A couple of weeks ago, when introducing my clinic on the Cricut, my friend Mark Dance claimed that if there is a more complicated way to do something, I will surely attempt to do it. Apparently he knows me pretty well. I don’t know if that is altogether my choice, but the philosophy behind Pembroke does seem to be pulling me down some rarely trodden pathways.
I see opening the roundhouse doors and closing them at the end of the day as book ends for an operating session. So, they must operate, if possible via a hidden mechanism.
Now, I’ve seen motors driving doors before, and it is tempting to start learning about servos to do the same. However, Pembroke represents a time when labour was cheap and automation was not. In 1905, motors didn’t open doors, people did. So, I am avoiding motors, if I can.
That same Mark Dance suggested a cunning mechanism that utilized a sliding drive rod, pushing alternate crown gears against on another. This has the neat benefit of halving the number of knobs on the fascia, but at the expense of a natural motion for opening a door. You pull or push a door; you don’t twist it.
I tested Mark’s design with Lego and discovered that it has another characteristic that I would like to improve upon: the motion is too abrupt. A quarter twiddle at the fascia results in a fully open door above the baseboard. Now I may be able to add stops to keep the model from tearing itself apart, but the motion is not what I want to see.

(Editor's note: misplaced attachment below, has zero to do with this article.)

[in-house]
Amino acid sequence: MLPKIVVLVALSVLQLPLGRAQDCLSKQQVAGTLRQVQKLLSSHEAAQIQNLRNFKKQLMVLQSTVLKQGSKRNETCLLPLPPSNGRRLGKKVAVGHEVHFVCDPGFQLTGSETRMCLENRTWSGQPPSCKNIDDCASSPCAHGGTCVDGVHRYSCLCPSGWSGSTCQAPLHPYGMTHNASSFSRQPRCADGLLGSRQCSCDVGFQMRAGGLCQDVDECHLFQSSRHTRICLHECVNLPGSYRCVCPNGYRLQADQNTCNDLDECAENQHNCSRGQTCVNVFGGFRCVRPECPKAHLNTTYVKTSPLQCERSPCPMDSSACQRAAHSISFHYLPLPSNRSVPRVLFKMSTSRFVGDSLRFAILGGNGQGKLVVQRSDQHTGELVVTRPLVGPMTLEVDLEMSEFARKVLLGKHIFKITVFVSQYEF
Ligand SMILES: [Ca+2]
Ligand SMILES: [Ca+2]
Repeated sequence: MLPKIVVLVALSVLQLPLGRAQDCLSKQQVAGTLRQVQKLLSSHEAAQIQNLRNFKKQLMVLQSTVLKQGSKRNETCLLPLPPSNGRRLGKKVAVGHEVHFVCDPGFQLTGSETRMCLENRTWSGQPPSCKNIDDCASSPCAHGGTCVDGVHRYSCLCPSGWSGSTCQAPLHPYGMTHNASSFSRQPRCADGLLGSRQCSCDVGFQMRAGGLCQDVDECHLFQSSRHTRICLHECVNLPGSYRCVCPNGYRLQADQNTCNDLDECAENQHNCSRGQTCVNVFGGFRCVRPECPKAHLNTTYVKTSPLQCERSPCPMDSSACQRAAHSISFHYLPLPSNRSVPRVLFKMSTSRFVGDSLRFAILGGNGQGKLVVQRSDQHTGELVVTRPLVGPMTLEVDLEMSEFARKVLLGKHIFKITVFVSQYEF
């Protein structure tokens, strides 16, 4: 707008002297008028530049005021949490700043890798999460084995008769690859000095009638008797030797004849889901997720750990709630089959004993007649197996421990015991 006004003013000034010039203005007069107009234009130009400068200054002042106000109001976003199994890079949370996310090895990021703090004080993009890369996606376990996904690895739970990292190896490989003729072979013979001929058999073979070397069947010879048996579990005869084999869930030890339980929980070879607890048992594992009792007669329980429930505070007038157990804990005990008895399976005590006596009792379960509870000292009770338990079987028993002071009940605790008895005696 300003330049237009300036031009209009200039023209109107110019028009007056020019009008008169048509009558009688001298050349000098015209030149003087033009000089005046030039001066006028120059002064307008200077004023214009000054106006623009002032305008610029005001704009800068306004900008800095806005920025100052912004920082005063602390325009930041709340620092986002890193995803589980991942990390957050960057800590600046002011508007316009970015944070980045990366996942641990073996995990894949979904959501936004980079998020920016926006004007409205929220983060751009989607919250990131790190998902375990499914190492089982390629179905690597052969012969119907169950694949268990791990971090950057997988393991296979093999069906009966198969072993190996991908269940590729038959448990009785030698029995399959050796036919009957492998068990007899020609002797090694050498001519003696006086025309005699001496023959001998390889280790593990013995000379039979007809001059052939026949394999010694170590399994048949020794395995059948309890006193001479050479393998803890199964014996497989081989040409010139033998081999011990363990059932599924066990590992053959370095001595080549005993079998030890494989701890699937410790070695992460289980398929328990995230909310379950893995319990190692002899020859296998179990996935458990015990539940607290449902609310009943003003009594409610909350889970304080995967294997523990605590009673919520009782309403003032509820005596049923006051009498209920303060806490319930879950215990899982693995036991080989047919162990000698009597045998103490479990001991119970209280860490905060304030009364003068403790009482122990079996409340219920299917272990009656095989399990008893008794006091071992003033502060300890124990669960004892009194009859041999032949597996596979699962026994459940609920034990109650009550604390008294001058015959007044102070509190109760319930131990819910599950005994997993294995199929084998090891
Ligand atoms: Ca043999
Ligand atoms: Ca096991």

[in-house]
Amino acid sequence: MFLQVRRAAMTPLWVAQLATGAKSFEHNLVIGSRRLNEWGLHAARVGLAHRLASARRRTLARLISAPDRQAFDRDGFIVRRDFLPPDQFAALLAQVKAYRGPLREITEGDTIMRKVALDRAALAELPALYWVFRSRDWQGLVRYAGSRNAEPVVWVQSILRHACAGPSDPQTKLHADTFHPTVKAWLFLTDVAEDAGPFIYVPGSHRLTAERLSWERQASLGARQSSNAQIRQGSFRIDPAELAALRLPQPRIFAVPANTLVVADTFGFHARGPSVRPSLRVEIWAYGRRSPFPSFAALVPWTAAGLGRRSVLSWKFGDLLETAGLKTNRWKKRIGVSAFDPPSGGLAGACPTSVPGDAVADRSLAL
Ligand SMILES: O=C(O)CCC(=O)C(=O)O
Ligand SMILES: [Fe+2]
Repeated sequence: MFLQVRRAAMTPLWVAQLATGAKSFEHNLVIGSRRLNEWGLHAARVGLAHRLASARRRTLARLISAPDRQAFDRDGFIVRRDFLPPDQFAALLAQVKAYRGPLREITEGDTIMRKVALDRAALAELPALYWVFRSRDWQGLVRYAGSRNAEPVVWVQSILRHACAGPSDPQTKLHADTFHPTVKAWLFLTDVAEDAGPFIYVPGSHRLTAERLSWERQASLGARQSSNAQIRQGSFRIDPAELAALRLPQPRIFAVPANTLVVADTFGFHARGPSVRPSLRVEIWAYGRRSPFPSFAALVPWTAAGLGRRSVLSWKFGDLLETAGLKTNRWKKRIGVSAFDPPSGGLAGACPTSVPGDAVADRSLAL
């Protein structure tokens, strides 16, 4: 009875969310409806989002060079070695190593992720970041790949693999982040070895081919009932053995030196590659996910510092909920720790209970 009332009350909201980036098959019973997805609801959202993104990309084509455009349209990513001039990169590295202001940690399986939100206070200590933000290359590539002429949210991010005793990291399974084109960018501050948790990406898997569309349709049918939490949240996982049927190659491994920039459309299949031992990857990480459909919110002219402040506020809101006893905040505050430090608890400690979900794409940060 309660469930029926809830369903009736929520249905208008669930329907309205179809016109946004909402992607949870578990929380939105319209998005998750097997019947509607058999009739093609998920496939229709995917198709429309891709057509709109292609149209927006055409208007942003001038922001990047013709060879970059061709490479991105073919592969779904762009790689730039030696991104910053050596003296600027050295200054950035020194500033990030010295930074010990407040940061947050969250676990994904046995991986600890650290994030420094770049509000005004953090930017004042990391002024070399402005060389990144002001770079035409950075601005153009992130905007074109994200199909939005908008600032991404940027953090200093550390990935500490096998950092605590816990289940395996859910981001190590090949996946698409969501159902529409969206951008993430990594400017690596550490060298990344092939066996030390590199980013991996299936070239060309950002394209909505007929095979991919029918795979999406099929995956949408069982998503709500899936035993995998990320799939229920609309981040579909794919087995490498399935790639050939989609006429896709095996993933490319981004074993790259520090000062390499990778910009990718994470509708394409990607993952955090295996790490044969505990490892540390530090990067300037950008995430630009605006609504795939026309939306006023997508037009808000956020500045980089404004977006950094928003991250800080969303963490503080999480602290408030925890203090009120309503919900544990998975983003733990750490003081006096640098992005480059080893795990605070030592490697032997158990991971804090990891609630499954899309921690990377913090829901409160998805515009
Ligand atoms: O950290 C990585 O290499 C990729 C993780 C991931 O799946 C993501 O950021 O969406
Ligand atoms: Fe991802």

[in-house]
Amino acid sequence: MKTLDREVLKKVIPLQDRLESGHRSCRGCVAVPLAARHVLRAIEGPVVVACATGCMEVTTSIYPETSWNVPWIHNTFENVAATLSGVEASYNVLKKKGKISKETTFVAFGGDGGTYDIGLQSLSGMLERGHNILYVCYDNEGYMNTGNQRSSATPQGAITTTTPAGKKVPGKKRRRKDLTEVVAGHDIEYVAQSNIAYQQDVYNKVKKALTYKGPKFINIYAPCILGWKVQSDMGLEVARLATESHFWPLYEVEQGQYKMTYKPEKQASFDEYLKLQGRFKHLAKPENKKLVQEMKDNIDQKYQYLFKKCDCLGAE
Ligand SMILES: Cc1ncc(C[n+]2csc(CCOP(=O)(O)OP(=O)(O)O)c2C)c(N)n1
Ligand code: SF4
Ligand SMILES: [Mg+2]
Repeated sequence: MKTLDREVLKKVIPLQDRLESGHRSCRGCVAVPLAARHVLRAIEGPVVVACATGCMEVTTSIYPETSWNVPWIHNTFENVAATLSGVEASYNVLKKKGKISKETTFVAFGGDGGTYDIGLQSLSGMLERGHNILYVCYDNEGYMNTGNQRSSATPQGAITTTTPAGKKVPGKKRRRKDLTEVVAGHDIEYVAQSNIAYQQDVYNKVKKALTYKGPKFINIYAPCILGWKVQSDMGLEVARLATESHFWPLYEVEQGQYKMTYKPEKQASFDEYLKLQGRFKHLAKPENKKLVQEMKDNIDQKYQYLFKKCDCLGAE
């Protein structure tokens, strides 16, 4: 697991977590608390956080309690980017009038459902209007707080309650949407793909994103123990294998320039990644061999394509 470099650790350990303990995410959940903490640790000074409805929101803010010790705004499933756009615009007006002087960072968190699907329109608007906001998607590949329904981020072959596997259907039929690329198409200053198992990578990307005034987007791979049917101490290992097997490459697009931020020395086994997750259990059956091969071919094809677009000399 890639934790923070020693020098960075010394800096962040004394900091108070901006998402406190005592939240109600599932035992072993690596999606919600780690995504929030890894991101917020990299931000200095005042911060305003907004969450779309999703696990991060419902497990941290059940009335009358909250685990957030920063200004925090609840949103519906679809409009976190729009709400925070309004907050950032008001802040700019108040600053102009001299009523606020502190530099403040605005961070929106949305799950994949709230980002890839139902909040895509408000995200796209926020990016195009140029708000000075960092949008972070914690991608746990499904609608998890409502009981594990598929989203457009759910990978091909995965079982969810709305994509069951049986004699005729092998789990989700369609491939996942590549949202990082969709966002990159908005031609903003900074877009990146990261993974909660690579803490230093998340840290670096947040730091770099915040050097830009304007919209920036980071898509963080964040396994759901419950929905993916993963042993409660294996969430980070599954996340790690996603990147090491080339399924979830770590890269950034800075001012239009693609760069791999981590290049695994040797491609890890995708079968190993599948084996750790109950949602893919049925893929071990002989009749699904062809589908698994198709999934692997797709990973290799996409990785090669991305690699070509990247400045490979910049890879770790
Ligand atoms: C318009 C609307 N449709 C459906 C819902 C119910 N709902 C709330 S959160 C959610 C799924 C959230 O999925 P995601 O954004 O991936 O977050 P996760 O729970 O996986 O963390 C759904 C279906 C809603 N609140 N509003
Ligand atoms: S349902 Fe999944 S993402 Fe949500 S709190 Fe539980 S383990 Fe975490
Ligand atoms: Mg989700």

Either the movement at the fascia needs to be bigger, or the mechanism needs to dampen it. I thought for a while about gear reductions, which would make the input motion larger. However all such mechanisms require a bunch of space under the door, or a further connection to transpose the 1/4 turn from a location where there is space.
So, I abandoned that line of thinking in favour of resistance in the linkage. But friction tends to give way suddenly, yielding jerky motion. Not the smooth behaviour of a huge 7×17 foot door. Which brought me to the idea of air dampening, and finally a lossy pneumatic mechanism. It sounds sufficiently complex to make Mark happy, but whether I can get the parts at a price I’m willing to pay is a bit of a question. I found small pneumatic cylinders for as little as $10, but that’s still $120 to drive the doors on this little roundhouse.
So does anyone know of a source for very light-duty, inexpensive pneumatic systems that I could experiment with?